Jeanette Chen is author and photographer behind Jeanette’s Healthy Living. She’s the mom of four boys, and has a passion for cooking delicious and healthy meals for her family and friends. Jeanette believes that a diet rich in whole foods is the best way to prevent illness and disease. Her recipes are always full of flavor and pizzazz using whole ingredients and lots of spices. You can also find her on Facebook, Pinterest, Google+ and Twitter.
Have you ever thought about how much time passes between your child’s bedtime and breakfast? Depending on their age and when their bedtime is, it’s probably anywhere from 8-12 hours. That’s a long time considering kids usually eat something every 3-4 hours during the day. Research has shown that kids who eat breakfast do better academically and have fewer behavior problems than kids who skip breakfast. Although it’s important that kids eat breakfast, it’s just as important that they eat a healthy breakfast to fuel them through the morning.
Although I’ve always made sure my kids eat breakfast everyday, I used to rely on a lot of frozen food when they were young, mostly out of convenience – waffles, pancakes, French toast. Unfortunately, as I discovered, many of these convenience foods that appear to be fine and somewhat healthy actually contain processed ingredients.
For example, I used to buy low-fat whole grain frozen waffles for my kids, which on the surface sounded pretty healthy. However, reading the ingredient label tells a different story. First of all, enriched flour is listed before whole wheat flour which means there is a greater proportion of processed white flour to whole grain flour. Secondly, the ingredient list includes “natural flavors, malt flavoring, polyglycerol esters of fatty acids, soy lecithin and modified cornstarch.” I learned a few years ago that the term “natural flavors” does not equate to natural ingredients – in fact it often takes tons of different chemicals to create that “natural flavor.” As for polyglycerol esters of fatty acids, soy lecithin and modified cornstarch, I have no idea how these are produced, but these are not ingredients that I can readily buy, so I consider these processed ingredients.
Granted, as a working mom, I was looking for the easy way out while making sure my kids had what I thought was a pretty healthy breakfast. However, about ten years ago, after I left the corporate world to stay home with my kids, I started paying more attention to what my kids were eating. When I discovered my youngest son had some food allergies almost two years ago, I really had to start paying attention to every single ingredient in any food I bought that came in a package. What I discovered was that so many of the prepared foods that appeared to be healthy contained fillers, and processed ingredients like soy lecithin.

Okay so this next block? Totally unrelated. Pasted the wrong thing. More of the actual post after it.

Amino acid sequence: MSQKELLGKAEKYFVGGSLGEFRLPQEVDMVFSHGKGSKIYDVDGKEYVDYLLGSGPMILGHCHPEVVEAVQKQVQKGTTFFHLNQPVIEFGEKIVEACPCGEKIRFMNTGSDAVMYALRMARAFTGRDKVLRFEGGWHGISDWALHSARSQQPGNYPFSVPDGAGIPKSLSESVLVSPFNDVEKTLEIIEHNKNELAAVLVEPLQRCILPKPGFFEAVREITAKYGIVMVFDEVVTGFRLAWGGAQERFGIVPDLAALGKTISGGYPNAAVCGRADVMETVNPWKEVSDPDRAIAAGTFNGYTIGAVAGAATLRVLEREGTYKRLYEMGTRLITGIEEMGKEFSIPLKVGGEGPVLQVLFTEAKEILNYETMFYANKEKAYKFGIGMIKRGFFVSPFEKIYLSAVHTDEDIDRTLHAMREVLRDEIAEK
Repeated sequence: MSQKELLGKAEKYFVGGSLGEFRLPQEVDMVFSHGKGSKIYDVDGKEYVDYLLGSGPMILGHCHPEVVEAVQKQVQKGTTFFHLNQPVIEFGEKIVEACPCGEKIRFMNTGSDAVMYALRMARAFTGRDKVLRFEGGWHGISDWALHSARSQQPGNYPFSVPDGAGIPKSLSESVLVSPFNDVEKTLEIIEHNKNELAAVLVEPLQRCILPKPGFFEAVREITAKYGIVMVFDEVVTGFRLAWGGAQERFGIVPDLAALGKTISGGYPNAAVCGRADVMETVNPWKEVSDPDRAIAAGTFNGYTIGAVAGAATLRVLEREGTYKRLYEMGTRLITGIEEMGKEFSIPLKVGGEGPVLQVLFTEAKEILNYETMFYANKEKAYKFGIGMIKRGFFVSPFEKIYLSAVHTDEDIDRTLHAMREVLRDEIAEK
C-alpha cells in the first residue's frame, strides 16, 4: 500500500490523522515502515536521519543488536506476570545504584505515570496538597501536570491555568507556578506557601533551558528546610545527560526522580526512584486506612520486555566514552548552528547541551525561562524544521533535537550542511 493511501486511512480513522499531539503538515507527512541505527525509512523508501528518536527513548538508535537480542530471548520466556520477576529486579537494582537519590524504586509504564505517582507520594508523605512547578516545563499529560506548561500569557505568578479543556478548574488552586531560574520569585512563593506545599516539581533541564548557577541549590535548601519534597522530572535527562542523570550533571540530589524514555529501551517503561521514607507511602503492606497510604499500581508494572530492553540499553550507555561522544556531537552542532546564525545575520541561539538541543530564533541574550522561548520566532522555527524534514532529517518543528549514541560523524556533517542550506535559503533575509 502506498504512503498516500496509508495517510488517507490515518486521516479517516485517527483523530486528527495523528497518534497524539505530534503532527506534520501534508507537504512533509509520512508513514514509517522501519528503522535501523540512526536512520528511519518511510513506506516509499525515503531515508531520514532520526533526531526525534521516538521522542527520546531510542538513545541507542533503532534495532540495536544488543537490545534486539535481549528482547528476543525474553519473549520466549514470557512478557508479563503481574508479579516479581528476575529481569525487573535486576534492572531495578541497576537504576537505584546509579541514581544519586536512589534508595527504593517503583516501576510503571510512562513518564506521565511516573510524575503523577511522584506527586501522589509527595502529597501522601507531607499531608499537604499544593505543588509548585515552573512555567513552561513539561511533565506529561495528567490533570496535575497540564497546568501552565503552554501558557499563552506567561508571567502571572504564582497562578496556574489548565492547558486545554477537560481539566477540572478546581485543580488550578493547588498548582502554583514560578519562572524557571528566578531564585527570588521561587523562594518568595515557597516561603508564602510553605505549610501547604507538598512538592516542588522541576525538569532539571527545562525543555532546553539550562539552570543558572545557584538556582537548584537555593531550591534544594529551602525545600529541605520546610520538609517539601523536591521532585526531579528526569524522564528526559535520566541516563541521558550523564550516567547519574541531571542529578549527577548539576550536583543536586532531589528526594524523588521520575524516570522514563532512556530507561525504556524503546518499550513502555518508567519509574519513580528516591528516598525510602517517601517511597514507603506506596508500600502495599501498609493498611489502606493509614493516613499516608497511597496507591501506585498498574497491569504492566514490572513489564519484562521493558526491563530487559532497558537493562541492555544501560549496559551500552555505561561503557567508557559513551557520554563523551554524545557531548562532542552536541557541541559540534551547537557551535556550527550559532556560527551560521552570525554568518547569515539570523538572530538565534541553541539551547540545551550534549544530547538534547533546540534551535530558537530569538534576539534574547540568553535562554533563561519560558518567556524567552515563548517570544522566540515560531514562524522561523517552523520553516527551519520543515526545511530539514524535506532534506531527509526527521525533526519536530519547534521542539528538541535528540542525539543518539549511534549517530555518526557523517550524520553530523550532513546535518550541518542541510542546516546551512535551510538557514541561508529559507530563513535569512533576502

These days, breakfast during the school week is simple and usually consists of a bowl of hot oatmeal, a glass of orange juice and a banana. My youngest son tends to get a “fancier” breakfast simply because I’m a little bit more awake by the time he rolls out of bed – he might get a granola yogurt berry parfait, vegetarian refried beans topped with a poached egg, fresh avocado and salsa, egg and a hat, or scrambled eggs with garlic chives. In addition, he gets a fruit smoothie or a piece of fruit and a glass of orange juice. I’ve even served him whole grain toast topped with smashed avocado, sardines, a spritz of lemon juice, and fresh ground pepper, which he actually really likes.
We’ve come a long way since our frozen waffle days, and my kids have come to appreciate a good home-cooked breakfast. Although weekday breakfasts are simple, I like to make something special, like this Roasted Beet and Sweet Potato Hash, on the weekend or on a day off from school. This is a great example of a recipe which I modified to amp up the nutrition by using beets and sweet potatoes. To be honest, I wasn’t sure how my kids would react when I served this with poached eggs one Saturday morning. I was pleasantly surprised to see them eat their plates clean.
One thing that I am just in awe of is how trusting kids are – they trust that we as parents will feed them, clothe them and care for them to the best of our ability. When my kids are sick, they trust that I will do whatever I can to help make them feel better, whether it’s a bowl of homemade chicken soup or a cup of hot tea with honey. If I give them junk, they will eat it. However, if I provide them with real, unprocessed food, not only will they eat it, but they will be healthier for it. It’s a huge responsibility – their health is in my hands. After all, I have been buying their food, preparing it, and feeding them since the day they were born.
- 3 medium beet roots, ends trimmed
- a little olive oil
- 2 medium sweet potatoes
- 2 tablespoons olive oil
- 1 onion, chopped
- ¼ teaspoon turmeric
- salt and freshly ground pepper
- 2 tablespoons fresh parsley, finely chopped
- 6 eggs
- Preheat oven to 400 degrees. Place beet roots on a sheet of aluminum foil and drizzle with a little olive oil. Wrap beets in the foil. Prick sweet potatoes all over with a fork or knife. Place wrapped beets and sweet potatoes on a baking sheet and bake about 1 hour until cooked through. Use a knife to poke the vegetables to see if they are tender. Cool. Peel beets and sweet potatoes. Cut roughly into cubes.
- Heat oil in a large skillet. Add onion, beets, sweet potatoes and turmeric. Season with salt and pepper. Cook until bottom of hash develops a little crust. Flip hash over and cook until other side has a bit of a crust. Sprinkle with parsley. Divide hash among six plates.
- To poach eggs, bring a pot of water to boil. Reduce heat to low and crack eggs into slow simmering water. Cook for about 2 minutes or until desired (2 minutes for large eggs results in a runny yolk). Use a slotted spoon to remove from pot. Serve on top of hash.